Despite critiques that the White House Office of Faith-based and Neighborhood Partnerships has been relatively quiet recently, Joshua DuBois, the Office’s Director, takes to the White House blog to reflect on what they have achieved during the past year:

On February 5, 2009, President Obama launched the White House Office of Faith-based and Neighborhood Partnerships. He charged this Office with a specific and critical mission: shifting the focus of the previous initiative from funding to programmatic impact, and helping the federal government partner with faith-based and other nonprofit organizations to better serve all Americans. And over the last year, this Office has done just that. Here’s a just brief snapshot of the Office’s work:

* The Office has coordinated President Obama’s national fatherhood agenda, implementing strategies to address the challenge of father absence in communities across the country.

* It has built partnerships between federal agencies and local nonprofits on a range of key issues, from making sure that faith-based organizations can respond to the H1N1 crisis to ensuring that these groups are a part of the government’s disaster response efforts.

* It has brought people together across religious lines, working with groups on over 4,000 interfaith service projects this summer, organizing a new President’s Advisory Council on Faith-based and Neighborhood Partnerships of some of the top faith and community leaders in the country, and helping to lead the Administration’s efforts on interfaith cooperation abroad.

* It has worked to help local organizations to respond to the economic crisis, from implementing foreclosure prevention programs to strengthening nonprofit capacity building.

Each of these and the many other priorities of the faith-based office are central to President Obama’s vision for our country. The President realizes that government programs alone cannot solve all of our problems, and that only by connecting with individuals, families, and community- and faith-based organizations across the country will we address our most pressing challenges. The White House Office of Faith-based and Neighborhood Partnerships is working to form those partnerships every day, on behalf individuals, families and communities.

But over at the Washington Post, Michelle Boorstein and William Wan report that critics are concerned the office is “more about window dressing than results”:

Critics say that the faith-based office isn’t enough of a priority at the White House and that faith leaders who were consulted regularly during the campaign are now simply copied on pro-forma e-mails. They complain that Obama is no longer using the faith language that he employed as a candidate to frame his policy goals, and that before the new faith council convened, some of the most controversial questions, including religious hiring and abortion, were taken off the table.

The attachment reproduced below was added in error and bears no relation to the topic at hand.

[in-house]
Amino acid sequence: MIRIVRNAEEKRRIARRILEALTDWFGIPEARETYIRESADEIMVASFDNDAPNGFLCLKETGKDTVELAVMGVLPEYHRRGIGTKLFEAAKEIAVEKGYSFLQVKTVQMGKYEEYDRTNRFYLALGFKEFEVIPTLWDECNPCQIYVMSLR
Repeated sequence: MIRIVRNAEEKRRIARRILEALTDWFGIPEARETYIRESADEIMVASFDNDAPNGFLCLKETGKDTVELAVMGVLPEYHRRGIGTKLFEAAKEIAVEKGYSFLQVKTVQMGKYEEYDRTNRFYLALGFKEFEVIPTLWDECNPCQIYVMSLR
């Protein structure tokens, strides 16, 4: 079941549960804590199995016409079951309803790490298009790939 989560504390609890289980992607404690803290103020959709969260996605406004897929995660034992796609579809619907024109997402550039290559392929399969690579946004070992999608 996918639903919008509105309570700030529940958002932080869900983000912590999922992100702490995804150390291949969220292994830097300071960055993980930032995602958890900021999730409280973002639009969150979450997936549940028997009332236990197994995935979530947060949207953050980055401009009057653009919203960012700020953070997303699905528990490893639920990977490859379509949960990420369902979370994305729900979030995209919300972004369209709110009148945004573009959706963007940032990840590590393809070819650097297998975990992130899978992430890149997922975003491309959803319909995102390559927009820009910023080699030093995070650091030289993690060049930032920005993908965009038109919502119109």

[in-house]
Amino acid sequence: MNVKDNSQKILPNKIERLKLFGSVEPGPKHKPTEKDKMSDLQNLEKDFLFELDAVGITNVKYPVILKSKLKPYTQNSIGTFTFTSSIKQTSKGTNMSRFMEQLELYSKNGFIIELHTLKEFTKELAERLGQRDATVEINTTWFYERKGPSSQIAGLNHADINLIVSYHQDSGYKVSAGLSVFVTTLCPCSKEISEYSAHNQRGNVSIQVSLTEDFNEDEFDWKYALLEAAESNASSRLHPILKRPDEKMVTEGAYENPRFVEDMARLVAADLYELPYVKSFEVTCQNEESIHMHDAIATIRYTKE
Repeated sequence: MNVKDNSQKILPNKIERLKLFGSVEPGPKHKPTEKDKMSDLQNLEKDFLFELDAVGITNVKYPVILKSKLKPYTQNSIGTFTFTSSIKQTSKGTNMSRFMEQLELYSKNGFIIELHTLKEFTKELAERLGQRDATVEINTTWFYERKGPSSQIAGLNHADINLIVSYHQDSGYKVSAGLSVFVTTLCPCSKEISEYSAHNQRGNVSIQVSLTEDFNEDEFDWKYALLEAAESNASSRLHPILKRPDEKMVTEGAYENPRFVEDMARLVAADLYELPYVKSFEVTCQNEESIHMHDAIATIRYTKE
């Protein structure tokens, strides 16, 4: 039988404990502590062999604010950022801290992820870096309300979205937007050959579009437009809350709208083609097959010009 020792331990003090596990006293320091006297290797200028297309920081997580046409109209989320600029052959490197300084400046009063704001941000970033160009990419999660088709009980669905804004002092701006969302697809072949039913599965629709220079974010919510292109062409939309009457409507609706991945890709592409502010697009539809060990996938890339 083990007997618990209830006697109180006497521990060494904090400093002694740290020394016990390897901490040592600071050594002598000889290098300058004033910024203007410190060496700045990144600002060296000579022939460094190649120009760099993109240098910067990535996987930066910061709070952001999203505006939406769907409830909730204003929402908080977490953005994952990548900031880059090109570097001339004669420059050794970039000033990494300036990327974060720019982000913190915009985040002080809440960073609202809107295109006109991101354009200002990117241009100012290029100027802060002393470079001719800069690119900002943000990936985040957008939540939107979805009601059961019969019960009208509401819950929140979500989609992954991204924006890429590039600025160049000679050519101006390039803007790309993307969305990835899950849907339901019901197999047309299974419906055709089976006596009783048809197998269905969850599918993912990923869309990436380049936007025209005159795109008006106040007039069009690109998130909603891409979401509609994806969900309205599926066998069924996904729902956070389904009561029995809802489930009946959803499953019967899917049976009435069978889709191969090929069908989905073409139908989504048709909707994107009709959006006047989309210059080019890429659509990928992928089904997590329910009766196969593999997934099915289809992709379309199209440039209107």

“We’re wondering if religiously driven voices really have a voice at the table,” said David Gushee, an evangelical ethicist who has been in regular contact with Obama’s team since the presidential campaign. And whether “gatekeepers around the president are thinking he has more important constituencies to pay attention to.”

At Spiritual Politics, Mark Silk attributes this discontent within the faith community to the Office’s relatively vague mission, relative to its predecessor initiative under President Bush:

I’d put it this way. Under Bush, the initiative had a clear idea and purpose. The idea was that social service provision could be done more effectively by faith-based organizations (FBOs) because they were, well, faith-based. The purpose was to make it easier for FBOs to have access to public funds to do their good works. In fact, the idea remains unproven and the purpose was based on the largely false premise that FBOs didn’t have access to public funds already. There were legal problems. There was politics. But still, you knew what the thing was.

Under Obama, the idea of FBO superiority has been jettisoned, the money-funneling purpose shuttled aside. In their place is generalized outreach to the “faith community”–understood in a much broader way than the Bushies did. It’s all about motherhood-and-apple pie…make that fatherhood.

Only time will tell if this new Office has had the impact DuBois claims. As Boorstein and Wan report, “several members of the faith council argue that it will be easier to measure their results once the president receives their recommendations on fatherhood, interreligious cooperation, economic recovery and other issues.”

Find out more about the White House Office of Faith-based and Neighborhood Partnerships here.